Monday, August 26, 2019

Great Smoky Mountains Announces Major Road and Campground Closures

Great Smoky Mountains National Park officials have announced that the main access roads into Cades Cove and Cataloochee will be closed for road construction projects for several months this upcoming winter.

Cove Creek Road, the main access road into Cataloochee, is expected to be closed from November 1 through February 29, 2020 for roadwork while the NC Department of Transportation repairs a landslide just outside of the park along the county road. This full road closure will prevent access into Cataloochee from the south. The Cataloochee area will remain accessible via old Highway 284, which is a narrow, winding gravel road leading from the Big Creek area of the park into Cataloochee Valley. Weather depending, this road may be closed at any time due to snow, ice, or downed trees. This route is not recommended for low clearance vehicles or trailers. The Cataloochee Campground is expected to reopen for the 2020 season by March 26.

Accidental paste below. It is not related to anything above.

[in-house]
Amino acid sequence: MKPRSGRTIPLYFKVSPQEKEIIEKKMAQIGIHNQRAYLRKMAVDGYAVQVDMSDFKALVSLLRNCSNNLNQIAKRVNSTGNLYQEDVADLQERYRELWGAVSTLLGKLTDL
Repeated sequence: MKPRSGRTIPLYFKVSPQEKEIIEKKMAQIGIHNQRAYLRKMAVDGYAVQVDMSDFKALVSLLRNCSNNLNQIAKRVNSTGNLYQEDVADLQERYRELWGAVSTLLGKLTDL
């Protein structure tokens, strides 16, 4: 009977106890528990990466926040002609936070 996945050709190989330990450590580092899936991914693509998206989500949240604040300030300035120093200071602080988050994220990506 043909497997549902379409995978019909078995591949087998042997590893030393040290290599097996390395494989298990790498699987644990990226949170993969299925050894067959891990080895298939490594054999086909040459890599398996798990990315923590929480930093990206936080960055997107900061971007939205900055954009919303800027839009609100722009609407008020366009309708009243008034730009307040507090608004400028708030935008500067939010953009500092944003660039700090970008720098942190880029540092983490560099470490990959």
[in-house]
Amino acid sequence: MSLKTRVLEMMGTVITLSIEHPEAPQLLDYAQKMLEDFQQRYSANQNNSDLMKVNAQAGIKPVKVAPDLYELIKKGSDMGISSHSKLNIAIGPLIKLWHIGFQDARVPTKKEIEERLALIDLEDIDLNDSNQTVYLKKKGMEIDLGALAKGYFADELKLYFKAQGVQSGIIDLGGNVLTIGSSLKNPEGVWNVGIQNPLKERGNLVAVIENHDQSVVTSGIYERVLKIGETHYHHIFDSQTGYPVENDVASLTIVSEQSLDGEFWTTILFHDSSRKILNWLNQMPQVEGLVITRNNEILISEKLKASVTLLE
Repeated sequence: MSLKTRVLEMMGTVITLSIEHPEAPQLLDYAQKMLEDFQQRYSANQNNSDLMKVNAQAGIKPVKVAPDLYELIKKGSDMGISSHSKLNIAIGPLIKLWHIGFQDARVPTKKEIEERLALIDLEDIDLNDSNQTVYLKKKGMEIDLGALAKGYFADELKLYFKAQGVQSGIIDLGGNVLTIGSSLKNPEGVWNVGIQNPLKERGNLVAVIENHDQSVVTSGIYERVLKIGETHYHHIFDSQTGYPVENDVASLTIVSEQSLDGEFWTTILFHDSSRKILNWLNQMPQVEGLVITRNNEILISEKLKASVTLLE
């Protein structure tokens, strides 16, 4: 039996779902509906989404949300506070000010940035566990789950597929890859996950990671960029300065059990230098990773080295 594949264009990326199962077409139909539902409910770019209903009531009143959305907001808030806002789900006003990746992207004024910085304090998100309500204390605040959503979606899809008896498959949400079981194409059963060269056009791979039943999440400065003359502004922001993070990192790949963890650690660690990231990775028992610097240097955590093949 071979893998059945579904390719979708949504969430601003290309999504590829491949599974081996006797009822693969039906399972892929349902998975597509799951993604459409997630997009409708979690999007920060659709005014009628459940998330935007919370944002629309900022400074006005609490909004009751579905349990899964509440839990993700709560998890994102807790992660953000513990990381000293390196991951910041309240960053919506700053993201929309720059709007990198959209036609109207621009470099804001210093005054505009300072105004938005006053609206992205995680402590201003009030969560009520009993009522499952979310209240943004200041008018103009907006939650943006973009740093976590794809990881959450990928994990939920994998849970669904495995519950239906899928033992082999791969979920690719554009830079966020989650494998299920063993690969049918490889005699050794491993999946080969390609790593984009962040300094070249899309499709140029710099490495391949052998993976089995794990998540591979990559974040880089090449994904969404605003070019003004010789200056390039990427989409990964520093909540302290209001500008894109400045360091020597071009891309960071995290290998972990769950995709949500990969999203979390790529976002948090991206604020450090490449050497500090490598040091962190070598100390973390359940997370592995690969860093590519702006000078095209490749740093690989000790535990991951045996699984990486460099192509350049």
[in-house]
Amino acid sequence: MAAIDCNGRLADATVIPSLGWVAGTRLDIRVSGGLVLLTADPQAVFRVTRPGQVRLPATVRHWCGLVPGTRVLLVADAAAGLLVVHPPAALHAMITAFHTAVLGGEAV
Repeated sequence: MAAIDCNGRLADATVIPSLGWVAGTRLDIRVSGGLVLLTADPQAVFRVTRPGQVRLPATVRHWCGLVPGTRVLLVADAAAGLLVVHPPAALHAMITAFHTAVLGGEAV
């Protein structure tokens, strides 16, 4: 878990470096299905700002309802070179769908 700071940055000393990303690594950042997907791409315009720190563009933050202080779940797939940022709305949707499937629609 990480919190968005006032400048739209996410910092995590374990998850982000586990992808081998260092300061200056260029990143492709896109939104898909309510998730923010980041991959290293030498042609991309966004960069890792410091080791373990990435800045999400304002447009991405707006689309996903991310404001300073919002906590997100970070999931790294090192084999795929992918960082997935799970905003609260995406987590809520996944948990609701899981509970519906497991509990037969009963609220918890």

Laurel Creek Road, the seven-mile access road leading from the Townsend Wye to Cades Cove will be closed to all motorists, cyclists and pedestrians from January 3 through February 29, 2020 to repair the Bote Mountain Tunnel. The full closure, beginning just past Tremont Road, is necessary to allow equipment set-up for the repair of the internal drainage system in the walls and ceiling of the 121-foot long tunnel. Crews will enclose and heat the tunnel, allowing the temperature-sensitive repairs to be conducted during the winter months when visitation is lower. Intermittent single-lane closures will be necessary between March 1 and June 15, 2020 to complete the tunnel repairs and to re-pave the tunnel area.

The Cades Cove Campground, normally open through the winter, will be closed from December 30, 2019 through March 5, 2020. To accommodate winter campers, both Elkmont Campground in TN and Smokemont Campground in NC will remain open through the year.

The Bote Mountain Tunnel, constructed in 1948, has not had any significant rehabilitation work since that time. Crews will replace nine drainage chases requiring track-mounted saws to cut through the concrete liner along the arc of the 18-foot high tunnel opening. Cracks throughout the tunnel will also be sealed and repaired. Without repairs, leaks will lead to compromised concrete walls and the development of ice hazards during the winter months.

For more information on road closures in the park, please visit:

Ramble On: A History of Hiking

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